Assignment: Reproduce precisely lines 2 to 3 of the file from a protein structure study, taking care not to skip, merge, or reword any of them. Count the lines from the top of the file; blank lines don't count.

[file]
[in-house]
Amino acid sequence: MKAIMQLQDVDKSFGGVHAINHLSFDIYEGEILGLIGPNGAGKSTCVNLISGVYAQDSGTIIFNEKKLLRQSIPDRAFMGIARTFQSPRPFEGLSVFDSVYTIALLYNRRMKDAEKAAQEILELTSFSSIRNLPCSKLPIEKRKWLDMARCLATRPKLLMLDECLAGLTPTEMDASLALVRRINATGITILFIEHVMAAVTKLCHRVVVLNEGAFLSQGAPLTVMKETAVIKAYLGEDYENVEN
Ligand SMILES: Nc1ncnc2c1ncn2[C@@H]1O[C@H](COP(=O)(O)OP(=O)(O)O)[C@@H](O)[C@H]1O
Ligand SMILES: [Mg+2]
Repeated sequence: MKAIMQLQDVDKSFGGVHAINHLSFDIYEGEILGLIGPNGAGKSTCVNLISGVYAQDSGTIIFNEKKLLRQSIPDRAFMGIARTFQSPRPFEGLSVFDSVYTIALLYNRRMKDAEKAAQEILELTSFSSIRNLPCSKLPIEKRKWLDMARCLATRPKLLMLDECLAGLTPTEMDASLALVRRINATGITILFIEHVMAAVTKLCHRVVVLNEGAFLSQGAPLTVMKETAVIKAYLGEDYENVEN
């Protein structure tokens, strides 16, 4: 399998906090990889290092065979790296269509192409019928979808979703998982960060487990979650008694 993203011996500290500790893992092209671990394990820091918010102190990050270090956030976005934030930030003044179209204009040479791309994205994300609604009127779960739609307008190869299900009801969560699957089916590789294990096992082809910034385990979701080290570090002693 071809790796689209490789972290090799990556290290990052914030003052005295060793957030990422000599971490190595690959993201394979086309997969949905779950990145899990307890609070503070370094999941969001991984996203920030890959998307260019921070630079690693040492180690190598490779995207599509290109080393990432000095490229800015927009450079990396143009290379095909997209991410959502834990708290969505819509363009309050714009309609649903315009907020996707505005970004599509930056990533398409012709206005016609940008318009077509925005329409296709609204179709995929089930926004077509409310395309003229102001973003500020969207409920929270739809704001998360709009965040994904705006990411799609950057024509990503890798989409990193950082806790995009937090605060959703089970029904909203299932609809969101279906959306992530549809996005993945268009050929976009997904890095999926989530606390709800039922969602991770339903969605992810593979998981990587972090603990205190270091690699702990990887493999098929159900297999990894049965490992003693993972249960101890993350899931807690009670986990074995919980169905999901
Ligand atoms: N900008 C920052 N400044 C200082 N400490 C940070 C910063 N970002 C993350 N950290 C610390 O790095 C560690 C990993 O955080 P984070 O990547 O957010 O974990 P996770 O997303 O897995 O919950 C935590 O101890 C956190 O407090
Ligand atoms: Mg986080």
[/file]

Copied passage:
Amino acid sequence: MKAIMQLQDVDKSFGGVHAINHLSFDIYEGEILGLIGPNGAGKSTCVNLISGVYAQDSGTIIFNEKKLLRQSIPDRAFMGIARTFQSPRPFEGLSVFDSVYTIALLYNRRMKDAEKAAQEILELTSFSSIRNLPCSKLPIEKRKWLDMARCLATRPKLLMLDECLAGLTPTEMDASLALVRRINATGITILFIEHVMAAVTKLCHRVVVLNEGAFLSQGAPLTVMKETAVIKAYLGEDYENVEN
Ligand SMILES: Nc1ncnc2c1ncn2[C@@H]1O[C@H](COP(=O)(O)OP(=O)(O)O)[C@@H](O)[C@H]1O